New Jersey’s MIIX Insurance Confirms Schedule for Payment of Settlement Offers

July 15, 2005

New Jersey Banking and Insurance Acting Commissioner Donald Bryan recently announced that medical malpractice liability insurer MIIX Insurance Company will continue operating in solvent runoff, a financial condition it has operated in since 2002.

Bryan also announced that upon approval by the Court, the Department will make payments to claimants who had accepted MIIX’s settlement offers beginning Sept. 7.

In a solvent runoff, the Department determines that a carrier has enough funds to pay off claims from existing policies but should not continue taking on new customers. MIIX Insurance is currently operating under an Order approved in February by Judge Neil Shuster of the Superior Court of Mercer County , Chancery Division.

Part of the Order included placing a stay on litigation until meritorious claims could be settled. In May, MIIX made offers of settlement to all meritorious claimants in an attempt to avoid entering liquidation. A majority of those receiving offers accepted them.

The announcement signals the expectation that MIIX will continue in solvent runoff instead of entering liquidation. Under New Jersey law, claims of a company liquidated as insolvent are referred to the Property-Liability Insurance Guaranty Association (PLIGA), where coverage is limited to $300,000 per claim.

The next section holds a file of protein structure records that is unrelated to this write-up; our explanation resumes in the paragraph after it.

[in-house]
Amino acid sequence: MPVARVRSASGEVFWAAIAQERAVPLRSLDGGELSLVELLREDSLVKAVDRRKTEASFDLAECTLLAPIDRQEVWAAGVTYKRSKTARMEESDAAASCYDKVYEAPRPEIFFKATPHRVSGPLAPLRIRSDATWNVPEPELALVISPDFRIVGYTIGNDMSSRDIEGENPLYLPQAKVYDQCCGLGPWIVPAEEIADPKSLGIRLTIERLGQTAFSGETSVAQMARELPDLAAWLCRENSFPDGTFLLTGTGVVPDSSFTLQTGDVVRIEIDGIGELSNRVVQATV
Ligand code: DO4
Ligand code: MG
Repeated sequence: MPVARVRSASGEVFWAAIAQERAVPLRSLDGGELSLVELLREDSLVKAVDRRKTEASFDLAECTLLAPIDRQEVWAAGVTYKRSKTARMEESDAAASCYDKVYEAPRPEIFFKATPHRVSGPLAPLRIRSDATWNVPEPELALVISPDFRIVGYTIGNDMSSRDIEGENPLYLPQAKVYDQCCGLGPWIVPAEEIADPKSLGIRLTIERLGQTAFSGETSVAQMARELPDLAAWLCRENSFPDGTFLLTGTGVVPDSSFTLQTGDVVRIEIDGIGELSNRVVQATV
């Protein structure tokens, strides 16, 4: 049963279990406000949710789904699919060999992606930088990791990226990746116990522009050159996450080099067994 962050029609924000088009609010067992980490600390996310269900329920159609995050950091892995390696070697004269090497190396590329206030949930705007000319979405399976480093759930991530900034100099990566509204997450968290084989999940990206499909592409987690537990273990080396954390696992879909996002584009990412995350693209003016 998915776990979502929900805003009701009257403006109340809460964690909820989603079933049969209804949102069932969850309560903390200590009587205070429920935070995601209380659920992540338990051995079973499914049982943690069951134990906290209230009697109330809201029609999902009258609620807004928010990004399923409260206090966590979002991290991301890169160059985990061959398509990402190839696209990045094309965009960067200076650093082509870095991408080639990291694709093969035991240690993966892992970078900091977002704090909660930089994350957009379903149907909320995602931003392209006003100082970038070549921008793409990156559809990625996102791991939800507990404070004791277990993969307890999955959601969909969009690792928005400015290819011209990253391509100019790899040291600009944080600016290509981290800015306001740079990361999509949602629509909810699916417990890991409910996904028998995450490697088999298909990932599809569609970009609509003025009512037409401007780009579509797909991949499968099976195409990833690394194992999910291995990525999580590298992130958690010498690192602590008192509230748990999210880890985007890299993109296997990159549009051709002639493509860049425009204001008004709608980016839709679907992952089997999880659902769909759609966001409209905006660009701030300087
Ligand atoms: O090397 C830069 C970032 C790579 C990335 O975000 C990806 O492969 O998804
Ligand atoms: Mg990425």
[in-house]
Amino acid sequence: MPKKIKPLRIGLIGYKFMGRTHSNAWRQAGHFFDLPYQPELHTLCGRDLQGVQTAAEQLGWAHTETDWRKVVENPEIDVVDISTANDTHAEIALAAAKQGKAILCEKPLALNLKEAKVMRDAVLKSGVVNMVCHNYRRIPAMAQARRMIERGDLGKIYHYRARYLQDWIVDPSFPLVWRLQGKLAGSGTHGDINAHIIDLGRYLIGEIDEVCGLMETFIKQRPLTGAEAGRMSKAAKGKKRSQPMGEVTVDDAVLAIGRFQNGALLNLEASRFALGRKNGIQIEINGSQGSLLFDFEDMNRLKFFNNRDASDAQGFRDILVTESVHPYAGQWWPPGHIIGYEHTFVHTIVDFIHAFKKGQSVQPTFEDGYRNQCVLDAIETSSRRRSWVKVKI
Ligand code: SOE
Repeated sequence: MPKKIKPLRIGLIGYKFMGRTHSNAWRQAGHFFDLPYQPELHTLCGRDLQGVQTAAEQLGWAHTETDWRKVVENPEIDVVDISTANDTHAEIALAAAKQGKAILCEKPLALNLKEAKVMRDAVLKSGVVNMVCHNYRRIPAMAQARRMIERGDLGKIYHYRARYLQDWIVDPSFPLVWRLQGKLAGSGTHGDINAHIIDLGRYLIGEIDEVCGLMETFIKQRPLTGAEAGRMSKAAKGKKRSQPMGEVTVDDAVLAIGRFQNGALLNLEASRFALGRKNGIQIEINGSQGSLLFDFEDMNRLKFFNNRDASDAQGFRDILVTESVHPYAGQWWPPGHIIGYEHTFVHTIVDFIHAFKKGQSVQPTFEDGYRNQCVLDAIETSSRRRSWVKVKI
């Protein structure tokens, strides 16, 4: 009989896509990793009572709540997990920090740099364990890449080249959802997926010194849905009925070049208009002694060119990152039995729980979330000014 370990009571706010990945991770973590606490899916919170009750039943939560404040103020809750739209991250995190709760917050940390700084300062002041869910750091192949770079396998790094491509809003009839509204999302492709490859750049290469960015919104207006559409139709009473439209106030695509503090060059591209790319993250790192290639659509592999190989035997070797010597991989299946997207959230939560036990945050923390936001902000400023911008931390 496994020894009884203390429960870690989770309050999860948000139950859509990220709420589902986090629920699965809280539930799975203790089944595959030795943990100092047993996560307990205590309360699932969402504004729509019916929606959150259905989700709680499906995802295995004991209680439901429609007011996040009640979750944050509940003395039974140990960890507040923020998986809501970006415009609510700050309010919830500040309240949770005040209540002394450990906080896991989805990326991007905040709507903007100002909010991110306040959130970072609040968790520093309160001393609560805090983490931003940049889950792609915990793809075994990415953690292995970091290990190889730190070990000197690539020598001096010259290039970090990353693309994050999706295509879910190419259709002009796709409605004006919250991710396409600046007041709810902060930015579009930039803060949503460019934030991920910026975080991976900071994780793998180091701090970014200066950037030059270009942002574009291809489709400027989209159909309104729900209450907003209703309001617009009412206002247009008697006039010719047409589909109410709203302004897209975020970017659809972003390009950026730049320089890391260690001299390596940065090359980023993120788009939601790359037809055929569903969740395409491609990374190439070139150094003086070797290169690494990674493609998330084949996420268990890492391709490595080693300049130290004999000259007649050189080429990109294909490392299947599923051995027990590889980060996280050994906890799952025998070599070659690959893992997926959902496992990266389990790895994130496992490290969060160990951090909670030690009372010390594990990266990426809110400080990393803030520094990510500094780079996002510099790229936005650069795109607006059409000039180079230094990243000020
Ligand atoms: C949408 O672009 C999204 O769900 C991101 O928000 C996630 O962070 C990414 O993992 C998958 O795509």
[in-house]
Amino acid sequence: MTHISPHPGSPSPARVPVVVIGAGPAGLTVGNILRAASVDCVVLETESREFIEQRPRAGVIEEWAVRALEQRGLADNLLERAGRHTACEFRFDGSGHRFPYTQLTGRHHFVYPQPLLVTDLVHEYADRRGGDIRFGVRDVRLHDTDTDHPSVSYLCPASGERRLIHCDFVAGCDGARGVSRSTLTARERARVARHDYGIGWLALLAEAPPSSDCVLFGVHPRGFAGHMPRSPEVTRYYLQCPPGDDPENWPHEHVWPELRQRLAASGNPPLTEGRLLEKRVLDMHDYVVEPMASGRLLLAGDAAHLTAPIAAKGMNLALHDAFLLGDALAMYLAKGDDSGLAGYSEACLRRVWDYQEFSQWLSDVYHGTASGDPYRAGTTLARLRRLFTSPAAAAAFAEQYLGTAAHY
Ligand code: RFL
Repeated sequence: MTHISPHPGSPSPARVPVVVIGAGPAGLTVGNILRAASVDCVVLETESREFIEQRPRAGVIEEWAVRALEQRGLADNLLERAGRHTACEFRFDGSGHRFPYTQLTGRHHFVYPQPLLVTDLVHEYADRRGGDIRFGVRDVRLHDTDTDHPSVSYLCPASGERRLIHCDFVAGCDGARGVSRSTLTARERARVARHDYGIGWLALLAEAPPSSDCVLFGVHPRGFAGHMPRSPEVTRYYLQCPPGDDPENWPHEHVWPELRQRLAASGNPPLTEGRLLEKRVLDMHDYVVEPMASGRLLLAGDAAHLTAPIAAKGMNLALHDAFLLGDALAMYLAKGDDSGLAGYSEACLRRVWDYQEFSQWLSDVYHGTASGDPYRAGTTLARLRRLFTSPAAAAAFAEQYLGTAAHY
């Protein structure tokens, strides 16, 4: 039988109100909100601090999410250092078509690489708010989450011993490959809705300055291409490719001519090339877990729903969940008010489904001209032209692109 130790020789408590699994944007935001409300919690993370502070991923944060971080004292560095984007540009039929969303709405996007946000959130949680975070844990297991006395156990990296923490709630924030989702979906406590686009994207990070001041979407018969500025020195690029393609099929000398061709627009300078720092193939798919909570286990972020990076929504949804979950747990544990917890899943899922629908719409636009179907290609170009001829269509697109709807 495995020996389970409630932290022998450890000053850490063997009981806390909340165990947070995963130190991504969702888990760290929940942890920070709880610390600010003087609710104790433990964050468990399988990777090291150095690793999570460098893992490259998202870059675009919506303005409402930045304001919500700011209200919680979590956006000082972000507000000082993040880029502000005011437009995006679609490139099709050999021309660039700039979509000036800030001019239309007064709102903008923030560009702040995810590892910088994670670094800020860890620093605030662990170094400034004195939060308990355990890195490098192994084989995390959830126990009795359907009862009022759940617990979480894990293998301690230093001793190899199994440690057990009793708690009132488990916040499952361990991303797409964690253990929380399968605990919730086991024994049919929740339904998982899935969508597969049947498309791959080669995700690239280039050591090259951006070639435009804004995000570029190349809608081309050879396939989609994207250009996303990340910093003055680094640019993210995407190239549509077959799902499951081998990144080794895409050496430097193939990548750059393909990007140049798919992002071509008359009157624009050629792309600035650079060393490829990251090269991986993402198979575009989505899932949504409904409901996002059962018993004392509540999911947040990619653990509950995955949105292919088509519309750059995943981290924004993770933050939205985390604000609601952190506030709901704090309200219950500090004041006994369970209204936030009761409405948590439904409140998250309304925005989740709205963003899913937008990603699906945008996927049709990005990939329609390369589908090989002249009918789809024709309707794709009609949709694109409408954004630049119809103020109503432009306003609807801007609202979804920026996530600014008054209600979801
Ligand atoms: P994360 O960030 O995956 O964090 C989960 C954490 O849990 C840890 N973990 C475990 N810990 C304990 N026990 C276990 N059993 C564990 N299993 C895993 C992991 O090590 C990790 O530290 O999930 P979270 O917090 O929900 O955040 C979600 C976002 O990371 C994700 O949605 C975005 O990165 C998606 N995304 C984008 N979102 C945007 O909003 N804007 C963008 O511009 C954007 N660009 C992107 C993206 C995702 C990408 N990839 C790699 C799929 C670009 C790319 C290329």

MIIX stopped writing new policies in 2002 and was placed under the control of the Department in 2004. As of October 2004, MIIX had a negative surplus of approximately $306 million. At that time, assets were approximately $550 million and liabilities were estimated in excess of $856 million.

Formed in the 1970s, MIIX started as a reciprocal insurer, a non-profit company owned by the New Jersey physicians who were its policyholders.

In the 1990s, MIIX changed its focus and began entering markets outside New Jersey. In 1999, it converted to a publicly traded company, and physicians who had been insured by MIIX for at least three years received stock. The company faced financial difficulties following a subsequent expansion into 25 other states.

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